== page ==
Obama Administration announces support for women being required to sign up for selective service

local college-aged men, women have mixed reactions

FORT PIERCE, Fla. -- Could women soon be required to sign up for the military draft?

The Obama Administration announced it would support requiring 18-year-old women to sign up for the selective service.

 

It’s an idea drawing mixed reaction from local college-aged students.

 

Men and woman at Indian River State College in Fort Pierce had different opinions.

 

Some said it’s a step forward for women’s equality.

 

Others are not so sure they would be comfortable with the requirement.

 

Women currently make up 15% of the ranks in the nation’s all volunteer military service.

 

“I think a lot of times when people think draft, they think that front line in the war zone,” said 20-year-old student, Courtney Charette.

 

She said she would have been happy to register for the selective service when she was 18.

 

“I go through the struggle of wanting to be treated equally as well. I would not mind. I would actually feel kind of proud to be able to sign up for the draft.”

 

Other women, like Jody Miller, 20, were not so sure they would be on board with the idea. The likelihood of the draft being brought back, however, is very small.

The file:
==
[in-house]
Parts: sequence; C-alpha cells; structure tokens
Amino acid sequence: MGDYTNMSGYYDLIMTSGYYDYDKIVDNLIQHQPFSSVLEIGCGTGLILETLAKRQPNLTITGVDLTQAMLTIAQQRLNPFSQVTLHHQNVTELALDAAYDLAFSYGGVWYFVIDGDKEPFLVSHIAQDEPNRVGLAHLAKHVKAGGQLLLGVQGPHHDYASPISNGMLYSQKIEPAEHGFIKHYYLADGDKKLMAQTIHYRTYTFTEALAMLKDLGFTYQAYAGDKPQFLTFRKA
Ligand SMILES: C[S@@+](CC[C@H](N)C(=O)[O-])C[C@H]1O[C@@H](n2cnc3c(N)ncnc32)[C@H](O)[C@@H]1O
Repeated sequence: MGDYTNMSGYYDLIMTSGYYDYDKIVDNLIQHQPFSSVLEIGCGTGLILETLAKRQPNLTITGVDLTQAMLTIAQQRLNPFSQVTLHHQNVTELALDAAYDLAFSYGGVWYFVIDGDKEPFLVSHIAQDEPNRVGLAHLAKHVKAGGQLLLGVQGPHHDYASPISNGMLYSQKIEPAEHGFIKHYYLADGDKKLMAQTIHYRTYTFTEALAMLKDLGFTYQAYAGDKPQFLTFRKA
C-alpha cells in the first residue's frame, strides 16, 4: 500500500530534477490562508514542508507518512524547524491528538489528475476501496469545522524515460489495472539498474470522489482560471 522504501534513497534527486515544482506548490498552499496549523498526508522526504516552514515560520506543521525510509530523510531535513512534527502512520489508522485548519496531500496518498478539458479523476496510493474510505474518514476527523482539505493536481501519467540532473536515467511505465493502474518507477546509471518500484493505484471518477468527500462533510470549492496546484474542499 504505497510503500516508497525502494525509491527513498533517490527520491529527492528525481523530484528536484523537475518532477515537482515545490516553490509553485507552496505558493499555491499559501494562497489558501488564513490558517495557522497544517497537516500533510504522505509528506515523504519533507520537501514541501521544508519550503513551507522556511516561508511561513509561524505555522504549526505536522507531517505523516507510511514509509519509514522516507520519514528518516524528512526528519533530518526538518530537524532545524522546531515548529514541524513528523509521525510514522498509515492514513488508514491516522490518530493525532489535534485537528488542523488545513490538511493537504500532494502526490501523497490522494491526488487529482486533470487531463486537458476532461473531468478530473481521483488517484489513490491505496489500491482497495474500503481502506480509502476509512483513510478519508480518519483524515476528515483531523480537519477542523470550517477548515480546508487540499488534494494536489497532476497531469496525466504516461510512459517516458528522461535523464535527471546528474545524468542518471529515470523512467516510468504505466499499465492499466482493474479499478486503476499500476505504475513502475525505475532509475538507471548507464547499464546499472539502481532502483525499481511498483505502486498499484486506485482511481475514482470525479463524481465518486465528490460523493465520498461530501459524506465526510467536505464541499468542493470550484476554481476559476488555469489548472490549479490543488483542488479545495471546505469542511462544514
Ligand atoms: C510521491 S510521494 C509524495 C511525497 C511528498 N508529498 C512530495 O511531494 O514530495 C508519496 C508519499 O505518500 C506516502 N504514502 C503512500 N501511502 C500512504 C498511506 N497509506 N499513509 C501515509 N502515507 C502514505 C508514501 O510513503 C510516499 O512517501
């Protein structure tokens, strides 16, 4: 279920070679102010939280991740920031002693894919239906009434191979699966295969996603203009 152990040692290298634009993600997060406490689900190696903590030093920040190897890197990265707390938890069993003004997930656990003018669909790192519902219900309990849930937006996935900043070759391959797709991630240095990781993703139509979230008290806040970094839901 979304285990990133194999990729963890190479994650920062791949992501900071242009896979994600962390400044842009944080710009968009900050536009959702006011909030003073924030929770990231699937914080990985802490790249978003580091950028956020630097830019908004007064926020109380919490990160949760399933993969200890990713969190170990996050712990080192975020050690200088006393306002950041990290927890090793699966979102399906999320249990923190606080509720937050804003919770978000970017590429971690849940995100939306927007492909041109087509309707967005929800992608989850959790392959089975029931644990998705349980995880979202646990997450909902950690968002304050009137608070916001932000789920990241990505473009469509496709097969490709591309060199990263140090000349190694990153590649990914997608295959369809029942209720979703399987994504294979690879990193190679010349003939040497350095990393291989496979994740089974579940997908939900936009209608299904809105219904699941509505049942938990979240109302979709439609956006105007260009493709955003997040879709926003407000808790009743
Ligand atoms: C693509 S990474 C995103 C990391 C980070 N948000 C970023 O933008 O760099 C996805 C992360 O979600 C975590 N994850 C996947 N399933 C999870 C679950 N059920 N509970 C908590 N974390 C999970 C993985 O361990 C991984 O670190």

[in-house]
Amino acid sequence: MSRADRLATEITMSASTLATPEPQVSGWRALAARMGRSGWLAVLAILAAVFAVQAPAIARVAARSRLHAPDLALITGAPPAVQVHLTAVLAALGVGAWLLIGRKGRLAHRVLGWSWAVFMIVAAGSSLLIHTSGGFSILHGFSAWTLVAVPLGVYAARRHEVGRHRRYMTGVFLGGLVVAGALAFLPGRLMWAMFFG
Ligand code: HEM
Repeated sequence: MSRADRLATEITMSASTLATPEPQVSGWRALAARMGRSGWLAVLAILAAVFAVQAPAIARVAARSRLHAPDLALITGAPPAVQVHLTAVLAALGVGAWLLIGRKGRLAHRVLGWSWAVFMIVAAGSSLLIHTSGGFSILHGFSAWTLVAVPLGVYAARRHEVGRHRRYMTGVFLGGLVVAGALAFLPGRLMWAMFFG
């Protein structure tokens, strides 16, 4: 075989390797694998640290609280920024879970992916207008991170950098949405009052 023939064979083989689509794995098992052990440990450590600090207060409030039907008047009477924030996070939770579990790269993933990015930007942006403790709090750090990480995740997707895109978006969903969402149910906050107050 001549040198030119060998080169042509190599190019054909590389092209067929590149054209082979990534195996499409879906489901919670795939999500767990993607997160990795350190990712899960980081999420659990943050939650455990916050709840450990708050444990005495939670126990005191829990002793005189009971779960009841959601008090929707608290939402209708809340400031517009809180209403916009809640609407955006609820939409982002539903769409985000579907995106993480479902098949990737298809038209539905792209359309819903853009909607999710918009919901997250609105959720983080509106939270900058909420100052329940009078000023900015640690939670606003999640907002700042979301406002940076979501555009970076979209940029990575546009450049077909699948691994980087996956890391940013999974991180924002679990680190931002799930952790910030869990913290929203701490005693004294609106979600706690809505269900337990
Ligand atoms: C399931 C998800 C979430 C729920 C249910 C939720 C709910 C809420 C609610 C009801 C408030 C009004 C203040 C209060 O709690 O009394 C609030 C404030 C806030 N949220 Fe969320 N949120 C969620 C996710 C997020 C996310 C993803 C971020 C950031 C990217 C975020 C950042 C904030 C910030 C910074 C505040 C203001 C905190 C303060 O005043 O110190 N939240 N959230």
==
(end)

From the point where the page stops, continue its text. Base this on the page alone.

“I’m scared to go to war. I feel like we should have our own opinion to do it, like an option,” said a student.

 

Mary Higgs, 30, considered joining the military. “Actually, military was an option after college that I’m still considering doing,” Higgs said. She would want her involvement to be voluntary, not required.

 

“I don’t think that should be required at all. Why should the government control what you’re doing with yourself,” Higgs said.

 

Right now, all men must register within 30 days of turning 18. If they do not, they could risk losing eligibility for student aid, job training and government jobs.

 

Keith Combs, 26, says he would support women serving in the draft with men.

 

“Females are saying they want equality. It’s time to step up,” Combs said. He says the women in his life would be proud to serve.

 

The White House stance is more of a conversation starter. The House is set to vote on a defense bill this week that gets rid of a provision to require women to register with the selective service.

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